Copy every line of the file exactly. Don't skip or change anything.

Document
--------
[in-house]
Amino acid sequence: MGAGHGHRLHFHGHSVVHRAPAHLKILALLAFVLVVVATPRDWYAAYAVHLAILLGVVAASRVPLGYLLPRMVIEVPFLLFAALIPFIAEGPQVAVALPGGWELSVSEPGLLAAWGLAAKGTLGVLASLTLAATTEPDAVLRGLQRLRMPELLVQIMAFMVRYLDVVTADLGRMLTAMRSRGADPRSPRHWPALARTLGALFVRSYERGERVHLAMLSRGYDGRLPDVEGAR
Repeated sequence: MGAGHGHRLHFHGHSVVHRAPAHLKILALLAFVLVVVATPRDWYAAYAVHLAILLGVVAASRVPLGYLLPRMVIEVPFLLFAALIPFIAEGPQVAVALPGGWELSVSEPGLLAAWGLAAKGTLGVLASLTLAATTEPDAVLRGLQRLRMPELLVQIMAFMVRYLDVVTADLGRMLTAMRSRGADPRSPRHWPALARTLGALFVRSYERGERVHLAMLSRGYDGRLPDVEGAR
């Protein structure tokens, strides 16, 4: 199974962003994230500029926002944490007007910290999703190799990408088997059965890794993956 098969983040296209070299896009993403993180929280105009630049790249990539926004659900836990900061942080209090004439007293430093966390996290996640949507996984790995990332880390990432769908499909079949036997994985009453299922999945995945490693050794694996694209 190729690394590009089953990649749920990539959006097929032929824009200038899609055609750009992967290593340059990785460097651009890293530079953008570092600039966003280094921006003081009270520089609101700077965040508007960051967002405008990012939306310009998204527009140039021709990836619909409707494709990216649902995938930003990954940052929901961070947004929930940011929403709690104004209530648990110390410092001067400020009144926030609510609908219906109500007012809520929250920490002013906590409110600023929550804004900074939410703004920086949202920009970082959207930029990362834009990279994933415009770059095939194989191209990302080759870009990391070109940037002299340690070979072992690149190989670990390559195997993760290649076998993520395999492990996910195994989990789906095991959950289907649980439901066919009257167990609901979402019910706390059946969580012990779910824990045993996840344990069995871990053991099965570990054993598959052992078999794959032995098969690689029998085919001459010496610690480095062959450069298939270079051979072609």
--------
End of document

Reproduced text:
[in-house]
Amino acid sequence: MGAGHGHRLHFHGHSVVHRAPAHLKILALLAFVLVVVATPRDWYAAYAVHLAILLGVVAASRVPLGYLLPRMVIEVPFLLFAALIPFIAEGPQVAVALPGGWELSVSEPGLLAAWGLAAKGTLGVLASLTLAATTEPDAVLRGLQRLRMPELLVQIMAFMVRYLDVVTADLGRMLTAMRSRGADPRSPRHWPALARTLGALFVRSYERGERVHLAMLSRGYDGRLPDVEGAR
Repeated sequence: MGAGHGHRLHFHGHSVVHRAPAHLKILALLAFVLVVVATPRDWYAAYAVHLAILLGVVAASRVPLGYLLPRMVIEVPFLLFAALIPFIAEGPQVAVALPGGWELSVSEPGLLAAWGLAAKGTLGVLASLTLAATTEPDAVLRGLQRLRMPELLVQIMAFMVRYLDVVTADLGRMLTAMRSRGADPRSPRHWPALARTLGALFVRSYERGERVHLAMLSRGYDGRLPDVEGAR
């Protein structure tokens, strides 16, 4: 199974962003994230500029926002944490007007910290999703190799990408088997059965890794993956 098969983040296209070299896009993403993180929280105009630049790249990539926004659900836990900061942080209090004439007293430093966390996290996640949507996984790995990332880390990432769908499909079949036997994985009453299922999945995945490693050794694996694209 190729690394590009089953990649749920990539959006097929032929824009200038899609055609750009992967290593340059990785460097651009890293530079953008570092600039966003280094921006003081009270520089609101700077965040508007960051967002405008990012939306310009998204527009140039021709990836619909409707494709990216649902995938930003990954940052929901961070947004929930940011929403709690104004209530648990110390410092001067400020009144926030609510609908219906109500007012809520929250920490002013906590409110600023929550804004900074939410703004920086949202920009970082959207930029990362834009990279994933415009770059095939194989191209990302080759870009990391070109940037002299340690070979072992690149190989670990390559195997993760290649076998993520395999492990996910195994989990789906095991959950289907649980439901066919009257167990609901979402019910706390059946969580012990779910824990045993996840344990069995871990053991099965570990054993598959052992078999794959032995098969690689029998085919001459010496610690480095062959450069298939270079051979072609």